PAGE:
I tell my journalists that swearing when writing a review is not appropriate. Which makes it very difficult to describe my true feelings for Rayman Origins. But it is… freaking… incredible.
Everything about the game screams care and commitment to genuinely getting back to the core values that make 2D platforming entertaining. This is a challenging game without being frustrating. This is a game filled with vibrant personality and innocent charm; it doesn’t need to be dark, or violent, or even have a real plot. It’s enough to be bounding through the landscape finding new nooks and crannies to explore.
To start with the animation – this is the best animation in a game. Ever. Every last pixel of Rayman & Co’s movement has been captured perfectly in the kind of wacky over-the-top style of Loony Tunes and Disney before both started to fall to bits. That style marries perfectly with the music, which is painfully addictive and charming by equal measures, and while it would be a push to say this is a soundtrack that would be worth owning as a stand-alone product, this is one game that you’ll play with the earphones in and the volume right up.
The gameplay itself is very reminiscent of the 2D Rayman lineage. The goal is to move through environments that are not entirely linear, and seek out boxes of captured Lums to rescue. That’s how the game measures your success, and it’s likely that you’ll need to revisit levels many multiples of times to explore it fully enough to find the really well hidden goodies.
The traps and enemies that Rayman faces are as devilishly well-positioned as ever. Make no mistake, this game is a challenge, as all previous Rayman games were challenges, and calls right to mind the pure difficulty of the NES and SNES-era platforming games. It’s perhaps a little more puzzle orientated than people weaned on the likes of Mario would be used to, and so it also tends to be a little slower-paced. There’s no timer counting down and you’re encouraged to explore around a problem when it presents itself.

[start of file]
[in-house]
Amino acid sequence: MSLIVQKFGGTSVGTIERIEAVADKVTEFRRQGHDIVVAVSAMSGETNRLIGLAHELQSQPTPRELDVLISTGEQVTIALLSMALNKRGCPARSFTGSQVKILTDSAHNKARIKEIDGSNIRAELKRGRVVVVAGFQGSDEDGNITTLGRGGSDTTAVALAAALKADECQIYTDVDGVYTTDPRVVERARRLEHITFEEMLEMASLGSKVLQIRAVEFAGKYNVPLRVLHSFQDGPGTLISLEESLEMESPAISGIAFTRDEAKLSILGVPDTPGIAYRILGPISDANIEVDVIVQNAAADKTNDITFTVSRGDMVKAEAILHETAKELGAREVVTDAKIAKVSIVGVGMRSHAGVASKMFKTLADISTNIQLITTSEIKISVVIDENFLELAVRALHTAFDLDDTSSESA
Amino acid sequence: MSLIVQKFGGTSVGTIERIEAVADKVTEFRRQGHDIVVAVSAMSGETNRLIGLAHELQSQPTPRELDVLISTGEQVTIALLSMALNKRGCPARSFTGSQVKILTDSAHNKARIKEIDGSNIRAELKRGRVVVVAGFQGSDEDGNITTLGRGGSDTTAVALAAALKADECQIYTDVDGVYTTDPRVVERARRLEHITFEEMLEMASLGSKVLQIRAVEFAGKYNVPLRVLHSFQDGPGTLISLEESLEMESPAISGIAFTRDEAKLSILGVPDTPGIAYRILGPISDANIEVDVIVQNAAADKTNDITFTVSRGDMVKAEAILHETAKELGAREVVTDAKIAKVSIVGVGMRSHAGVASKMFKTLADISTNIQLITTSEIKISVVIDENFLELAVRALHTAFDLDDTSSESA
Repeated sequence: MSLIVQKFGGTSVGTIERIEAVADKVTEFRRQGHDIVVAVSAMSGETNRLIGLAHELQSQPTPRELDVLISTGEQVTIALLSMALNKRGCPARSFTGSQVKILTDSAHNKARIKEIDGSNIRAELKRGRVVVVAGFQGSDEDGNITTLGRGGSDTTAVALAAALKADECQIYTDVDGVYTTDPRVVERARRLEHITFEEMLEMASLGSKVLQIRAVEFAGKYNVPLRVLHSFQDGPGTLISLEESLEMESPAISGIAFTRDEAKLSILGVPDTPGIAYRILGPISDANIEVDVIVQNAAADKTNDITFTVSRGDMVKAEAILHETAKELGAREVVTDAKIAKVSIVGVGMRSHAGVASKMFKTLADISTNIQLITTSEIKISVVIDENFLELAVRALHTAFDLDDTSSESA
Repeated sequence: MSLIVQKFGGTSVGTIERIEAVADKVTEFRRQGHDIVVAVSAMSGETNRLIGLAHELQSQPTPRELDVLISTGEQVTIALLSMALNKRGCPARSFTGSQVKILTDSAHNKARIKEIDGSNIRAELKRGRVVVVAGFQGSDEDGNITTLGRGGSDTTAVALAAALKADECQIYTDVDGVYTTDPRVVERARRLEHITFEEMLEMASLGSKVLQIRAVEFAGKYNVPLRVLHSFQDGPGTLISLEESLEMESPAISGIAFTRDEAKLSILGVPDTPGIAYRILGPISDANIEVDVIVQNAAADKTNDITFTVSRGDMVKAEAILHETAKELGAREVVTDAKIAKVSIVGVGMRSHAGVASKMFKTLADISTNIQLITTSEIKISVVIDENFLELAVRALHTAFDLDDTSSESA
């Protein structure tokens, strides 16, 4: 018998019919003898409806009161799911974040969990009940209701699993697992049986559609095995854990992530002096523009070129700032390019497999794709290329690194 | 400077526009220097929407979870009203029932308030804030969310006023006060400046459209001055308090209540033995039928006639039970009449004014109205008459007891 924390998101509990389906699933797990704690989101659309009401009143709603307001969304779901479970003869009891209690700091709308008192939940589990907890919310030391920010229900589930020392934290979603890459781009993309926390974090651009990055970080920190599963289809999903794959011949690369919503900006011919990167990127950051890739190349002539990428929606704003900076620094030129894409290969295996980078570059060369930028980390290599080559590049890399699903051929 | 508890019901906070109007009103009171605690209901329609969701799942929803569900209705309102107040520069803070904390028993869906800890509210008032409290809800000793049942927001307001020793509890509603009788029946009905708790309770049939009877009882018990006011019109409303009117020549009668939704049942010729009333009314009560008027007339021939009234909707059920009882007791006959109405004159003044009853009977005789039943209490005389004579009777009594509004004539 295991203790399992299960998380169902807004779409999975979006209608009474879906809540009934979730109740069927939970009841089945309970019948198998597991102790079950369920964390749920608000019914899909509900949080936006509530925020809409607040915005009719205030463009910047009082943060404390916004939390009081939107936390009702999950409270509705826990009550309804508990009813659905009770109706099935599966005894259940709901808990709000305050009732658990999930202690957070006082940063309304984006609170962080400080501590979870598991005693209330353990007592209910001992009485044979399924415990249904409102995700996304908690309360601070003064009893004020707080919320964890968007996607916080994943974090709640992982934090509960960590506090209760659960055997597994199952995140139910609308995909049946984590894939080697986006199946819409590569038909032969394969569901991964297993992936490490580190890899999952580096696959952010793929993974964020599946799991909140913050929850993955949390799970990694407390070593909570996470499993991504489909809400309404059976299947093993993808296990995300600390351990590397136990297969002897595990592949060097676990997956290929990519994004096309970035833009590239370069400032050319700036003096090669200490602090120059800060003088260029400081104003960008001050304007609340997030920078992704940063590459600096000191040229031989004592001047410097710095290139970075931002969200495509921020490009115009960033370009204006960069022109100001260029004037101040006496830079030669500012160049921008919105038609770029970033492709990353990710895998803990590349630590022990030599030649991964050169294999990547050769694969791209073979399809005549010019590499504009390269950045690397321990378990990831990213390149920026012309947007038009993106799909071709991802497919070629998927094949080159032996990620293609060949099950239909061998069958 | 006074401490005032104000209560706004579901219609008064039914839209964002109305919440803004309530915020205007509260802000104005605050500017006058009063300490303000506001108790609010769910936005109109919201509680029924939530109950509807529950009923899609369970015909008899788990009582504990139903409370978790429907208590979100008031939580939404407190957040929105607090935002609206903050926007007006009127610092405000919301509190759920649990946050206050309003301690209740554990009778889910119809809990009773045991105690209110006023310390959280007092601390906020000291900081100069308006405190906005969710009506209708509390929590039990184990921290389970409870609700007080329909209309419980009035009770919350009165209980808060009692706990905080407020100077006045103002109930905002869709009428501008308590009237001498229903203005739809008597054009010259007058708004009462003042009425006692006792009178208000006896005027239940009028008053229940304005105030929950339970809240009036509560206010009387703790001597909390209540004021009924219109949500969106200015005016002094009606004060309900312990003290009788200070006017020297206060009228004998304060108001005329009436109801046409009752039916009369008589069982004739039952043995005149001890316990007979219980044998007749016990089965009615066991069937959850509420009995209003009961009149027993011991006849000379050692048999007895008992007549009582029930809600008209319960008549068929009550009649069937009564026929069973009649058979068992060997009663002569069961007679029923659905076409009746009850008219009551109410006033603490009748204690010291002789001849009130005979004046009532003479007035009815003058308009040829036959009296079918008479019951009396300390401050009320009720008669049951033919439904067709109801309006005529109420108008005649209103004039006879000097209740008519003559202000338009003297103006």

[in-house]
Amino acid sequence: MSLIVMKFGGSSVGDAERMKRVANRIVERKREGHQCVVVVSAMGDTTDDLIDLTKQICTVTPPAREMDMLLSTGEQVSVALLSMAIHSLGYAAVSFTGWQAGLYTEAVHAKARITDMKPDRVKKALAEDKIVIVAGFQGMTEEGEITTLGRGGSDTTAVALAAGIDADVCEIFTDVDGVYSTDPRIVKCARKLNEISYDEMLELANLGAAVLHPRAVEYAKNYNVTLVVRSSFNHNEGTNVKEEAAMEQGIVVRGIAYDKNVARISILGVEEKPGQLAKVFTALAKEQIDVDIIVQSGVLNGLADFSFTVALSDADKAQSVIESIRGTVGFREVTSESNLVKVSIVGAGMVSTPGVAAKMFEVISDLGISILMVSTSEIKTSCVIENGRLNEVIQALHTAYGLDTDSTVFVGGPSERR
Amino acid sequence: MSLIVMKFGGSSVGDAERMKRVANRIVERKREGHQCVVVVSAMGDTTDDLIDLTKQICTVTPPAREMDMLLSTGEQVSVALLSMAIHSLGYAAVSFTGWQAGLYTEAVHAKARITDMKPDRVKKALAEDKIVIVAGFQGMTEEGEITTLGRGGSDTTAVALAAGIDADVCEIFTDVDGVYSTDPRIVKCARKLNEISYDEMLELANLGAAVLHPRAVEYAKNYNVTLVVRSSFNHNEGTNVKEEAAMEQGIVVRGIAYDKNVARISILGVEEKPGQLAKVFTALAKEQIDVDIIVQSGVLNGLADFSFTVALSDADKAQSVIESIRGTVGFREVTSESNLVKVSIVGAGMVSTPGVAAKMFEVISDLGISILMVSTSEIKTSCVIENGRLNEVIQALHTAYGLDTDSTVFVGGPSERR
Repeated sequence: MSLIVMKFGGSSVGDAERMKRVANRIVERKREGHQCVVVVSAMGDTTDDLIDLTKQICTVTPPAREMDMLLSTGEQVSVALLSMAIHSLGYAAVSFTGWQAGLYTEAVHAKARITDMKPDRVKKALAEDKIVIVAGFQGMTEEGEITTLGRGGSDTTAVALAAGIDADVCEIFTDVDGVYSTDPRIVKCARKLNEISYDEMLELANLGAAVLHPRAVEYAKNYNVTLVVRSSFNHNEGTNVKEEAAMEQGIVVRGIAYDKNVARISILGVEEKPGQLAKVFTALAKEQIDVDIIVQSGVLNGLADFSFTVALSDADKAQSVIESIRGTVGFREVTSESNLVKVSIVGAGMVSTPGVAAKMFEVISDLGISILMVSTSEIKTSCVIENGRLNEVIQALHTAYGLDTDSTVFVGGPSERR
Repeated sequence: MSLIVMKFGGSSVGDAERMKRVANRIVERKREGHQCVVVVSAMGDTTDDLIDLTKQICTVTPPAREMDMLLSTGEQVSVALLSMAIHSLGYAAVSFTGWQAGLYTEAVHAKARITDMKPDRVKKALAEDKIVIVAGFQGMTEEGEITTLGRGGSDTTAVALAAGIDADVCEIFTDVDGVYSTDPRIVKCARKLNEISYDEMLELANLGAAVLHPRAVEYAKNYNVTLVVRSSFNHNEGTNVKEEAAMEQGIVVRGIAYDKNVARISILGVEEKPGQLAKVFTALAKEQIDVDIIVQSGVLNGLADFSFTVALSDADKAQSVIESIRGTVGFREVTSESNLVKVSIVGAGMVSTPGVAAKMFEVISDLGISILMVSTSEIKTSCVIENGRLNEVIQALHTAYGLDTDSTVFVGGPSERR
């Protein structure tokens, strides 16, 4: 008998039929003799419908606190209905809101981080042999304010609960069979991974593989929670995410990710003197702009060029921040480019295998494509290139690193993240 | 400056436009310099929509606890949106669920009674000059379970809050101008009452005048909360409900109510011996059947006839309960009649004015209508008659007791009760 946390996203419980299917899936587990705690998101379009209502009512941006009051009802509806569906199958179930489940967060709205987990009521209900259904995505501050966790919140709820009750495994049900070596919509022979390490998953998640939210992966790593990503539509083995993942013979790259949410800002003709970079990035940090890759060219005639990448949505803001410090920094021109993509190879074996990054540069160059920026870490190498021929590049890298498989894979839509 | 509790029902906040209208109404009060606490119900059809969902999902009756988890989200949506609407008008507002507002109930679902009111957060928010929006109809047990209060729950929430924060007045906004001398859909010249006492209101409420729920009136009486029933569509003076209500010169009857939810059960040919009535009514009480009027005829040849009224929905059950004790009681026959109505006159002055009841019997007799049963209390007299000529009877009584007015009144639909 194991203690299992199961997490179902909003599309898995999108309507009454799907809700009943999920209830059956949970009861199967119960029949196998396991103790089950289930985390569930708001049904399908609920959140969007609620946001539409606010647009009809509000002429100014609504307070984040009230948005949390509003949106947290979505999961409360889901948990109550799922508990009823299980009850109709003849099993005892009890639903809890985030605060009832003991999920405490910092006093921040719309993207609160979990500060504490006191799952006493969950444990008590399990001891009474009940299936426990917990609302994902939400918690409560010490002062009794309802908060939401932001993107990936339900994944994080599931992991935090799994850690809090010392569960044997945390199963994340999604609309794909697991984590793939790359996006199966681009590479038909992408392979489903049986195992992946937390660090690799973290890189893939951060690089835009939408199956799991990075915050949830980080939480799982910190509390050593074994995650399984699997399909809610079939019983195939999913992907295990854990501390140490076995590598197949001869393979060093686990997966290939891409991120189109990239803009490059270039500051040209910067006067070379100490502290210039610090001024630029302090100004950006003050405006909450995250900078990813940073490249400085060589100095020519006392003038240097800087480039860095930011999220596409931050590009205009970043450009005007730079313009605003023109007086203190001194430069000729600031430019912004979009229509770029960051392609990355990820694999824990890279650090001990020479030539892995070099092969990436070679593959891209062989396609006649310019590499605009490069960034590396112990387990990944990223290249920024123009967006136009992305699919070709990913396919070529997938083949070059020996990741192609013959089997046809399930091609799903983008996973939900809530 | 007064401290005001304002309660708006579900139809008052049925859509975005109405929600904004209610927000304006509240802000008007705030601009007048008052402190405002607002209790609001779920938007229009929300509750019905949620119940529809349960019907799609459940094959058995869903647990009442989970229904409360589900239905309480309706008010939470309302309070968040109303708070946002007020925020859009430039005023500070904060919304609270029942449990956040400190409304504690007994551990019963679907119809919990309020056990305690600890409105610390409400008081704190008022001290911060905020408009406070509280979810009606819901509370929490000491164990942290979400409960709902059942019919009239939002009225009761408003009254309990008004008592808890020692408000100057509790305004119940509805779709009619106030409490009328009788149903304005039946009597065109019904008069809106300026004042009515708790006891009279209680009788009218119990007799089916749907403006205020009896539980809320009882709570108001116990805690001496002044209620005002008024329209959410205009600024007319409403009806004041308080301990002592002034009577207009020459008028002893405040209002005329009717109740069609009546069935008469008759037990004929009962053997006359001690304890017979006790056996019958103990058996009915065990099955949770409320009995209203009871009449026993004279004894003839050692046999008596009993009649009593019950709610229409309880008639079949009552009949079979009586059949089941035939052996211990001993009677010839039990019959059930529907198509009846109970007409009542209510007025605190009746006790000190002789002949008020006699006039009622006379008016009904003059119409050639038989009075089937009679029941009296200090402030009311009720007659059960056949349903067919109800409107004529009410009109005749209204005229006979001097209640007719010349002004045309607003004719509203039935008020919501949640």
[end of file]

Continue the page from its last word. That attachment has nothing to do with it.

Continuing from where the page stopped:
That’s not to say the fine folks at Ubisoft haven’t created a modern game, though. Rayman Origins has a few new ideas thrown into the mix, and they’re all for the better. One is the removal of lives. There’s no threat of a ‘Game Over’ screen, and this achieves a number of really nice outcomes. Firstly, it means the game is no longer frustrating. When there’s no more than a few minutes of lost time as a consequence for death, there’s little distress in dusting yourself off for another crack at a level. The level design is also structured in a way that, even if you’re unable to navigate the gauntlet for an especially tantalising prize, it’s relatively easy to bypass it and get to the end of the level to progress, saving the hard goals for later on.
Secondly, the lack of death serves as an even greater incentive to explore, and simply have fun in Rayman’s world. As a reward for performing well, additional characters are unlocked at a fairly quick clip. This characters come with some slight variances, and are not always superior to other characters, but thanks to the personality and game-over-free structure of the game, it’s fun to use the more “useless” characters anyway.
It’s a big game with plenty of content, and it’s a while ride through its entire length. The Vita version is possibly slightly inferior to the console version of the game, for the simple fact that the characters are smaller, and it’s a little harder to appreciate just how awesome that animation is, but as an on-the-go game, you can’t go wrong with this.
Heck, I’m going to throw it down and say this is my favourite platform game, ever.